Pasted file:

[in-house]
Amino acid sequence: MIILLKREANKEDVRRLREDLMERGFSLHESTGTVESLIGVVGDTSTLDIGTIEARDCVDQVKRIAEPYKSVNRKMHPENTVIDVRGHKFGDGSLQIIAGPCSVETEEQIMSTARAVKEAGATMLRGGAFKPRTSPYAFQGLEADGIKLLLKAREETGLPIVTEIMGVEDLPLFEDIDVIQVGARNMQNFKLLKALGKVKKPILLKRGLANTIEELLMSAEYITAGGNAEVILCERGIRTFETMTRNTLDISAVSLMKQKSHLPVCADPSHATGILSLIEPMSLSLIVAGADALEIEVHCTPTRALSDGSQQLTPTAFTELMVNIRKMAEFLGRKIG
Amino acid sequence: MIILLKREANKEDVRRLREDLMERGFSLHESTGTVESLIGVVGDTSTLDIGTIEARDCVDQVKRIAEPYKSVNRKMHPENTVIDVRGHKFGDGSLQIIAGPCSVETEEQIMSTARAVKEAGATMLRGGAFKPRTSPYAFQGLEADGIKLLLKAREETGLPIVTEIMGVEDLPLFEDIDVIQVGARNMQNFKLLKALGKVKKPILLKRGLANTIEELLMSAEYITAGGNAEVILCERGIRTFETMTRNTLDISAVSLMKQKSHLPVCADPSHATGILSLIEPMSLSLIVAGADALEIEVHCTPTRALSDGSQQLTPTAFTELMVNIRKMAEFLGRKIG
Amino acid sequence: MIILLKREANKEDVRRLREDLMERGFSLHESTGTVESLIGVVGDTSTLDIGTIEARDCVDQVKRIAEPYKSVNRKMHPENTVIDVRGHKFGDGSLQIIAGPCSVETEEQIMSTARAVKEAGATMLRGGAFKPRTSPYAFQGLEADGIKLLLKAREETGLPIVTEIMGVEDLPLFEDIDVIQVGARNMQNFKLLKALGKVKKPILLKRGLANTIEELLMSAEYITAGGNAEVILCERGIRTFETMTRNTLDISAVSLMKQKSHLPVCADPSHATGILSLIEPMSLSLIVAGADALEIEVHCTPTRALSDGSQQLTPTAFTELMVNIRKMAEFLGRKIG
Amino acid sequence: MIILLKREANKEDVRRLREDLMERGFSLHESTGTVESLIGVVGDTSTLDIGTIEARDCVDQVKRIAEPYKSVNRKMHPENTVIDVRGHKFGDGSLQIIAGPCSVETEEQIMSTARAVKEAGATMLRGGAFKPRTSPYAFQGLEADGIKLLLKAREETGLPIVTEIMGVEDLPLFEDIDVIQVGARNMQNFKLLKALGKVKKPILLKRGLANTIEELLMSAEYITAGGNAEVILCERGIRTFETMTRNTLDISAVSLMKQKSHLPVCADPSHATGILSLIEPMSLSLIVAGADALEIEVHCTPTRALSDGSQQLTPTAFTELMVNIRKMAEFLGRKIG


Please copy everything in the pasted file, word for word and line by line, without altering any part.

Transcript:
[in-house]
Amino acid sequence: MIILLKREANKEDVRRLREDLMERGFSLHESTGTVESLIGVVGDTSTLDIGTIEARDCVDQVKRIAEPYKSVNRKMHPENTVIDVRGHKFGDGSLQIIAGPCSVETEEQIMSTARAVKEAGATMLRGGAFKPRTSPYAFQGLEADGIKLLLKAREETGLPIVTEIMGVEDLPLFEDIDVIQVGARNMQNFKLLKALGKVKKPILLKRGLANTIEELLMSAEYITAGGNAEVILCERGIRTFETMTRNTLDISAVSLMKQKSHLPVCADPSHATGILSLIEPMSLSLIVAGADALEIEVHCTPTRALSDGSQQLTPTAFTELMVNIRKMAEFLGRKIG
Amino acid sequence: MIILLKREANKEDVRRLREDLMERGFSLHESTGTVESLIGVVGDTSTLDIGTIEARDCVDQVKRIAEPYKSVNRKMHPENTVIDVRGHKFGDGSLQIIAGPCSVETEEQIMSTARAVKEAGATMLRGGAFKPRTSPYAFQGLEADGIKLLLKAREETGLPIVTEIMGVEDLPLFEDIDVIQVGARNMQNFKLLKALGKVKKPILLKRGLANTIEELLMSAEYITAGGNAEVILCERGIRTFETMTRNTLDISAVSLMKQKSHLPVCADPSHATGILSLIEPMSLSLIVAGADALEIEVHCTPTRALSDGSQQLTPTAFTELMVNIRKMAEFLGRKIG
Amino acid sequence: MIILLKREANKEDVRRLREDLMERGFSLHESTGTVESLIGVVGDTSTLDIGTIEARDCVDQVKRIAEPYKSVNRKMHPENTVIDVRGHKFGDGSLQIIAGPCSVETEEQIMSTARAVKEAGATMLRGGAFKPRTSPYAFQGLEADGIKLLLKAREETGLPIVTEIMGVEDLPLFEDIDVIQVGARNMQNFKLLKALGKVKKPILLKRGLANTIEELLMSAEYITAGGNAEVILCERGIRTFETMTRNTLDISAVSLMKQKSHLPVCADPSHATGILSLIEPMSLSLIVAGADALEIEVHCTPTRALSDGSQQLTPTAFTELMVNIRKMAEFLGRKIG
Amino acid sequence: MIILLKREANKEDVRRLREDLMERGFSLHESTGTVESLIGVVGDTSTLDIGTIEARDCVDQVKRIAEPYKSVNRKMHPENTVIDVRGHKFGDGSLQIIAGPCSVETEEQIMSTARAVKEAGATMLRGGAFKPRTSPYAFQGLEADGIKLLLKAREETGLPIVTEIMGVEDLPLFEDIDVIQVGARNMQNFKLLKALGKVKKPILLKRGLANTIEELLMSAEYITAGGNAEVILCERGIRTFETMTRNTLDISAVSLMKQKSHLPVCADPSHATGILSLIEPMSLSLIVAGADALEIEVHCTPTRALSDGSQQLTPTAFTELMVNIRKMAEFLGRKIG